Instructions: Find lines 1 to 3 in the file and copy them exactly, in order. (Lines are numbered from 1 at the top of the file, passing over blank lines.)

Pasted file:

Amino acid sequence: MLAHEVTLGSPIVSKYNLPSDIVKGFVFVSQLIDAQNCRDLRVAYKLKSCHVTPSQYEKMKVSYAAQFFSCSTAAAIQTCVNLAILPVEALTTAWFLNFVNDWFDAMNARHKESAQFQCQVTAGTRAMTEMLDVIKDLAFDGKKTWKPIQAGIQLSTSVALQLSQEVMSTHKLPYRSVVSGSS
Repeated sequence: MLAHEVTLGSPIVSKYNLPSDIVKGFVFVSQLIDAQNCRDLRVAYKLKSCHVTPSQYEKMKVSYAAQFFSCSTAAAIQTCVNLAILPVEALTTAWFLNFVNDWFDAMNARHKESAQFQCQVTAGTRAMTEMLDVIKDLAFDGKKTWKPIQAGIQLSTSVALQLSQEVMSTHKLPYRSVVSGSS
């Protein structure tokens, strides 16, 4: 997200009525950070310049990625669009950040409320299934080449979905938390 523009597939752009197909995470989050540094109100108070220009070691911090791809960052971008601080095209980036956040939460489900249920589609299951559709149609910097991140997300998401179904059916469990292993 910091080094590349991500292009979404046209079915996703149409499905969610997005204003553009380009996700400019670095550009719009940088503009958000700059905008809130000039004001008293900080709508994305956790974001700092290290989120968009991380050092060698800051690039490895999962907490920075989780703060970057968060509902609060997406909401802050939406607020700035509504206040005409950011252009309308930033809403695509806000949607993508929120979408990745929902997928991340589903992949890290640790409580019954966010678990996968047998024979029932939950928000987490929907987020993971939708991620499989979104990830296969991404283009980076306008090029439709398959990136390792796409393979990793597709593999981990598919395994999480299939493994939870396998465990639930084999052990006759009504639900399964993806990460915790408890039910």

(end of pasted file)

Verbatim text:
Amino acid sequence: MLAHEVTLGSPIVSKYNLPSDIVKGFVFVSQLIDAQNCRDLRVAYKLKSCHVTPSQYEKMKVSYAAQFFSCSTAAAIQTCVNLAILPVEALTTAWFLNFVNDWFDAMNARHKESAQFQCQVTAGTRAMTEMLDVIKDLAFDGKKTWKPIQAGIQLSTSVALQLSQEVMSTHKLPYRSVVSGSS
Repeated sequence: MLAHEVTLGSPIVSKYNLPSDIVKGFVFVSQLIDAQNCRDLRVAYKLKSCHVTPSQYEKMKVSYAAQFFSCSTAAAIQTCVNLAILPVEALTTAWFLNFVNDWFDAMNARHKESAQFQCQVTAGTRAMTEMLDVIKDLAFDGKKTWKPIQAGIQLSTSVALQLSQEVMSTHKLPYRSVVSGSS
């Protein structure tokens, strides 16, 4: 997200009525950070310049990625669009950040409320299934080449979905938390 523009597939752009197909995470989050540094109100108070220009070691911090791809960052971008601080095209980036956040939460489900249920589609299951559709149609910097991140997300998401179904059916469990292993 910091080094590349991500292009979404046209079915996703149409499905969610997005204003553009380009996700400019670095550009719009940088503009958000700059905008809130000039004001008293900080709508994305956790974001700092290290989120968009991380050092060698800051690039490895999962907490920075989780703060970057968060509902609060997406909401802050939406607020700035509504206040005409950011252009309308930033809403695509806000949607993508929120979408990745929902997928991340589903992949890290640790409580019954966010678990996968047998024979029932939950928000987490929907987020993971939708991620499989979104990830296969991404283009980076306008090029439709398959990136390792796409393979990793597709593999981990598919395994999480299939493994939870396998465990639930084999052990006759009504639900399964993806990460915790408890039910």